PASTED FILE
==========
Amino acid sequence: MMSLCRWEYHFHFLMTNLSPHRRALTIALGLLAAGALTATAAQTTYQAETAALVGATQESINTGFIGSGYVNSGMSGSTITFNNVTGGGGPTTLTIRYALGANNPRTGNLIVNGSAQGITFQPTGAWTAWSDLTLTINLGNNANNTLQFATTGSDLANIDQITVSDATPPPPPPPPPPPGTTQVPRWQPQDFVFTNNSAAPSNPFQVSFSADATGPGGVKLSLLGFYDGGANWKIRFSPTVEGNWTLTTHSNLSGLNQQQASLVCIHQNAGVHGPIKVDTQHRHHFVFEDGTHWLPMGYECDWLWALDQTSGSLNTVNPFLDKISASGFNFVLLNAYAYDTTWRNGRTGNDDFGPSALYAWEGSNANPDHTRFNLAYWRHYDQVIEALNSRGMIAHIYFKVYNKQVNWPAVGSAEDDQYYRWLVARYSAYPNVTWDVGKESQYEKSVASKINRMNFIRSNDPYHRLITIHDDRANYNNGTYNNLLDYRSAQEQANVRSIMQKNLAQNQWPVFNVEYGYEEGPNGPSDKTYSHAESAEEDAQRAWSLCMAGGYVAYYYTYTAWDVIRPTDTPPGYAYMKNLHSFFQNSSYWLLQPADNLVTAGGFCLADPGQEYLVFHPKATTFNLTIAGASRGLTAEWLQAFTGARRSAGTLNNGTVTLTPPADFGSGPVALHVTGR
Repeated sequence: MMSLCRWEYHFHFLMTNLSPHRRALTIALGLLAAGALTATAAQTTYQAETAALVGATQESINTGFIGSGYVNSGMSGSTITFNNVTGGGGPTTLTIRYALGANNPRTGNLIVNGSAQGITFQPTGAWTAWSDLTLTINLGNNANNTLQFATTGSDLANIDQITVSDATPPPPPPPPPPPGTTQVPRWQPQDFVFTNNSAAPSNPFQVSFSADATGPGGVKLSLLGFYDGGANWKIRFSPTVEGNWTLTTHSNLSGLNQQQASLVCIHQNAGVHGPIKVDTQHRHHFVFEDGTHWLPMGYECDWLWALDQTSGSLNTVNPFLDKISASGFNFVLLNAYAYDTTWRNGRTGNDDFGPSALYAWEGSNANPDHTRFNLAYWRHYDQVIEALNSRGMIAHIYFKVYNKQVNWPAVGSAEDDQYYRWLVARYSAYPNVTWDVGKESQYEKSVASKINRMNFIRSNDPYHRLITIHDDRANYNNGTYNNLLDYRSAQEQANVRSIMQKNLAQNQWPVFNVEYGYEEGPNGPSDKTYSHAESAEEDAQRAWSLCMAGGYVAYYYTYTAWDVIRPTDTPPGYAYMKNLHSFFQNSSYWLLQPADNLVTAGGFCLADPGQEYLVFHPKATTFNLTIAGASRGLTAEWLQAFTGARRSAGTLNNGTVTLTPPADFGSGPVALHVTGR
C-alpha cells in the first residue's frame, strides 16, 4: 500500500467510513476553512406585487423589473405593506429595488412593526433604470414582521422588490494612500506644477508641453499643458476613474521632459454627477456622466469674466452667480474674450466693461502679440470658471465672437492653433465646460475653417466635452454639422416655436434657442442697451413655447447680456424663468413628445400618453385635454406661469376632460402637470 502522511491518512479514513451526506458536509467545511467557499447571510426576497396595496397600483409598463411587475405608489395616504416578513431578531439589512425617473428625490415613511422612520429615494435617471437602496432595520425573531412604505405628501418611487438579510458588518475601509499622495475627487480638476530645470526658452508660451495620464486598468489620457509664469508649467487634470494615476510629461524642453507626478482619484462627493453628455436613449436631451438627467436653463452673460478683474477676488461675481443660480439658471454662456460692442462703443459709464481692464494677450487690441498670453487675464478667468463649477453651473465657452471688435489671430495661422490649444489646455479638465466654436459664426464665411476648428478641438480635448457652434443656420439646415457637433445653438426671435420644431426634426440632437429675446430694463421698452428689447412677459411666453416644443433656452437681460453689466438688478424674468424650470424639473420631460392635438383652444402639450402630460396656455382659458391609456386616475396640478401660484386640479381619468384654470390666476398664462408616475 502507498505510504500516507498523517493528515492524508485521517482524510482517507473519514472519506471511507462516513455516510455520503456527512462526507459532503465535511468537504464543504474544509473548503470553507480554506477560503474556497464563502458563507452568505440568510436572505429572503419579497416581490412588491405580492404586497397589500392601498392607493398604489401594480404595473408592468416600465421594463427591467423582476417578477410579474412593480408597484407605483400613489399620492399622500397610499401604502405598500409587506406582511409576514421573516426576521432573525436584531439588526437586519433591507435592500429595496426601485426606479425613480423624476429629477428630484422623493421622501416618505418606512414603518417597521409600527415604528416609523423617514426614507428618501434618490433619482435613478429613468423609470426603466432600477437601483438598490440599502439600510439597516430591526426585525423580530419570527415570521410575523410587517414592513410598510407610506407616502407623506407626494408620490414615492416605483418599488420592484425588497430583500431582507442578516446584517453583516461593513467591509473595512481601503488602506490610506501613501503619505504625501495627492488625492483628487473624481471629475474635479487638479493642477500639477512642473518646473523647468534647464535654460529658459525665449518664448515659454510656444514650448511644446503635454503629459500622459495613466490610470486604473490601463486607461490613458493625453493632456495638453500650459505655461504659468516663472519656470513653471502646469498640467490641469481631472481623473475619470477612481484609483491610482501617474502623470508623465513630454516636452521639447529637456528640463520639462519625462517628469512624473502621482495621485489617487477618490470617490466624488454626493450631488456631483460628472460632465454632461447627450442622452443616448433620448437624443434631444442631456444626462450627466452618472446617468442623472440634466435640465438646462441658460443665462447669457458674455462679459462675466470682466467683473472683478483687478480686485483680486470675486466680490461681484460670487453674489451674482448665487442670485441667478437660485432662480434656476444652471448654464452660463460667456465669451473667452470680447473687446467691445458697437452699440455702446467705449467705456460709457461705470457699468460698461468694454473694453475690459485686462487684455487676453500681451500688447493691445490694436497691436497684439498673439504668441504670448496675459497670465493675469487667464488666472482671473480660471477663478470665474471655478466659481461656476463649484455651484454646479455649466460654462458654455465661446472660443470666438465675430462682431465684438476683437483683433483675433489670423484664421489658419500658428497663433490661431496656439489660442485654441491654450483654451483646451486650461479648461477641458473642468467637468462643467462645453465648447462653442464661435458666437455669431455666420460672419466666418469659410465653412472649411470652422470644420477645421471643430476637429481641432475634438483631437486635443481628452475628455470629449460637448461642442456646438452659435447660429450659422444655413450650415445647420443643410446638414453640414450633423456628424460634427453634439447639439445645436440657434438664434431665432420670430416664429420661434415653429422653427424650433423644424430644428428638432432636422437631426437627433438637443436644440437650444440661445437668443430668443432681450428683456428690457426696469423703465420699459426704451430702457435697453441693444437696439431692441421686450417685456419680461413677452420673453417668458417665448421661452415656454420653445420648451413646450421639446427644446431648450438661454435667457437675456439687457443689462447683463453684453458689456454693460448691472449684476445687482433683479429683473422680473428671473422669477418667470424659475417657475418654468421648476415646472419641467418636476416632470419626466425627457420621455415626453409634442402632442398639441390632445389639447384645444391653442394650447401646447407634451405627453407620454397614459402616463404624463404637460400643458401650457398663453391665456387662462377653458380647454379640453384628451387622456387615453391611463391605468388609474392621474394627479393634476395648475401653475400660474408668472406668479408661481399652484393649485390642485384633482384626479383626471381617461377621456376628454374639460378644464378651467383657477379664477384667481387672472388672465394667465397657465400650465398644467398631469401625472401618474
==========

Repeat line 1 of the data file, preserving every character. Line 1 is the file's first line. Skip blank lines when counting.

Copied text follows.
Amino acid sequence: MMSLCRWEYHFHFLMTNLSPHRRALTIALGLLAAGALTATAAQTTYQAETAALVGATQESINTGFIGSGYVNSGMSGSTITFNNVTGGGGPTTLTIRYALGANNPRTGNLIVNGSAQGITFQPTGAWTAWSDLTLTINLGNNANNTLQFATTGSDLANIDQITVSDATPPPPPPPPPPPGTTQVPRWQPQDFVFTNNSAAPSNPFQVSFSADATGPGGVKLSLLGFYDGGANWKIRFSPTVEGNWTLTTHSNLSGLNQQQASLVCIHQNAGVHGPIKVDTQHRHHFVFEDGTHWLPMGYECDWLWALDQTSGSLNTVNPFLDKISASGFNFVLLNAYAYDTTWRNGRTGNDDFGPSALYAWEGSNANPDHTRFNLAYWRHYDQVIEALNSRGMIAHIYFKVYNKQVNWPAVGSAEDDQYYRWLVARYSAYPNVTWDVGKESQYEKSVASKINRMNFIRSNDPYHRLITIHDDRANYNNGTYNNLLDYRSAQEQANVRSIMQKNLAQNQWPVFNVEYGYEEGPNGPSDKTYSHAESAEEDAQRAWSLCMAGGYVAYYYTYTAWDVIRPTDTPPGYAYMKNLHSFFQNSSYWLLQPADNLVTAGGFCLADPGQEYLVFHPKATTFNLTIAGASRGLTAEWLQAFTGARRSAGTLNNGTVTLTPPADFGSGPVALHVTGR